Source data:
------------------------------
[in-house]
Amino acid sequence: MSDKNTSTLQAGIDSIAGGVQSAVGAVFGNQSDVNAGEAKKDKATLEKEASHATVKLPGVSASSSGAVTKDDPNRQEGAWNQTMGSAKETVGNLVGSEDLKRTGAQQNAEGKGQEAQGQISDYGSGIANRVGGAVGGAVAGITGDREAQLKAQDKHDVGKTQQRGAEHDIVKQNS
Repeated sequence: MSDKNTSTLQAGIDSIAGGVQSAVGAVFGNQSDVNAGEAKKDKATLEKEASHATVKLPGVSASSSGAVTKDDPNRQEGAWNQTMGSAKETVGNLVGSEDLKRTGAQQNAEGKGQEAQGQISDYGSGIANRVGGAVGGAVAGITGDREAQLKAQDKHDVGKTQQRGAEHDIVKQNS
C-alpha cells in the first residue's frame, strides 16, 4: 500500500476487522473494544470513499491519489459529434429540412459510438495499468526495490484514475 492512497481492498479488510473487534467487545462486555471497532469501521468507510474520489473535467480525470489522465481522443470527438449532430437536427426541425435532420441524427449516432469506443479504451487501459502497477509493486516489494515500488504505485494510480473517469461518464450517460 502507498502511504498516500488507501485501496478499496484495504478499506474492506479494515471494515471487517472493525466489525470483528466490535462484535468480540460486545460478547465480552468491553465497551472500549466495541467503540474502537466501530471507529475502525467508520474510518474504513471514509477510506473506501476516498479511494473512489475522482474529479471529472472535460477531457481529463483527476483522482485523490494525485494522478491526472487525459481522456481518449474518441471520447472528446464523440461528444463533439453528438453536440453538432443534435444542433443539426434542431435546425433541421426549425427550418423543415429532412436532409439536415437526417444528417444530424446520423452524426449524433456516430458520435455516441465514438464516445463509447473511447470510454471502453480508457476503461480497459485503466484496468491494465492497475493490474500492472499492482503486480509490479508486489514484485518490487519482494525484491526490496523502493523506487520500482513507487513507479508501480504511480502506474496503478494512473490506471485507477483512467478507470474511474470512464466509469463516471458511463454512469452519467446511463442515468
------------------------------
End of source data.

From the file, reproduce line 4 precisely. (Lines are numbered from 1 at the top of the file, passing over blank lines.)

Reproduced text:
C-alpha cells in the first residue's frame, strides 16, 4: 500500500476487522473494544470513499491519489459529434429540412459510438495499468526495490484514475 492512497481492498479488510473487534467487545462486555471497532469501521468507510474520489473535467480525470489522465481522443470527438449532430437536427426541425435532420441524427449516432469506443479504451487501459502497477509493486516489494515500488504505485494510480473517469461518464450517460 502507498502511504498516500488507501485501496478499496484495504478499506474492506479494515471494515471487517472493525466489525470483528466490535462484535468480540460486545460478547465480552468491553465497551472500549466495541467503540474502537466501530471507529475502525467508520474510518474504513471514509477510506473506501476516498479511494473512489475522482474529479471529472472535460477531457481529463483527476483522482485523490494525485494522478491526472487525459481522456481518449474518441471520447472528446464523440461528444463533439453528438453536440453538432443534435444542433443539426434542431435546425433541421426549425427550418423543415429532412436532409439536415437526417444528417444530424446520423452524426449524433456516430458520435455516441465514438464516445463509447473511447470510454471502453480508457476503461480497459485503466484496468491494465492497475493490474500492472499492482503486480509490479508486489514484485518490487519482494525484491526490496523502493523506487520500482513507487513507479508501480504511480502506474496503478494512473490506471485507477483512467478507470474511474470512464466509469463516471458511463454512469452519467446511463442515468